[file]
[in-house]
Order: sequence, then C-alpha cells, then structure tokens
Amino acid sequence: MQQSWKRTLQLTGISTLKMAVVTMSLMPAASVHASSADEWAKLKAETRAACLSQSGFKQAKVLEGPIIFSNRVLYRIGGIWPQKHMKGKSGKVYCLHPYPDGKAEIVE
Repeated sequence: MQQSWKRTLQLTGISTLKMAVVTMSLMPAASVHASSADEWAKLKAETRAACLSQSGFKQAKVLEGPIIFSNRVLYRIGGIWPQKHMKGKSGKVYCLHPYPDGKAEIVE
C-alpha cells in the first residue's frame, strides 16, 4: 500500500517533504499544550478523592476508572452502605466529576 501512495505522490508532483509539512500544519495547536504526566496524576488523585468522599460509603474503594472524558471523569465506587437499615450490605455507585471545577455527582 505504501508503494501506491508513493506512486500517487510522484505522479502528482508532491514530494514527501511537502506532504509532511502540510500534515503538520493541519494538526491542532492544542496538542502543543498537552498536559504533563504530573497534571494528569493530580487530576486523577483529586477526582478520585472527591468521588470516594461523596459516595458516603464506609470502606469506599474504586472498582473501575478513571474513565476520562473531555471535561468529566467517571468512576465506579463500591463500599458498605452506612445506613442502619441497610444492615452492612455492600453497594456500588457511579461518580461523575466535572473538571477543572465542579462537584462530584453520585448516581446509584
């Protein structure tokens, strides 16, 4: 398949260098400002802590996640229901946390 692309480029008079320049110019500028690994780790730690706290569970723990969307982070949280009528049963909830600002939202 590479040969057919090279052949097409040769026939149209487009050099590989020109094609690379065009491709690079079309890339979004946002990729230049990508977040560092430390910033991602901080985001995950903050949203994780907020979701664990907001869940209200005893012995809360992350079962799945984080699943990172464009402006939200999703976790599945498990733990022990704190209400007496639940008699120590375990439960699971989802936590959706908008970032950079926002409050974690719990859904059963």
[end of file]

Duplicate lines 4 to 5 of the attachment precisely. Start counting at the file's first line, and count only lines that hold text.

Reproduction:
Repeated sequence: MQQSWKRTLQLTGISTLKMAVVTMSLMPAASVHASSADEWAKLKAETRAACLSQSGFKQAKVLEGPIIFSNRVLYRIGGIWPQKHMKGKSGKVYCLHPYPDGKAEIVE
C-alpha cells in the first residue's frame, strides 16, 4: 500500500517533504499544550478523592476508572452502605466529576 501512495505522490508532483509539512500544519495547536504526566496524576488523585468522599460509603474503594472524558471523569465506587437499615450490605455507585471545577455527582 505504501508503494501506491508513493506512486500517487510522484505522479502528482508532491514530494514527501511537502506532504509532511502540510500534515503538520493541519494538526491542532492544542496538542502543543498537552498536559504533563504530573497534571494528569493530580487530576486523577483529586477526582478520585472527591468521588470516594461523596459516595458516603464506609470502606469506599474504586472498582473501575478513571474513565476520562473531555471535561468529566467517571468512576465506579463500591463500599458498605452506612445506613442502619441497610444492615452492612455492600453497594456500588457511579461518580461523575466535572473538571477543572465542579462537584462530584453520585448516581446509584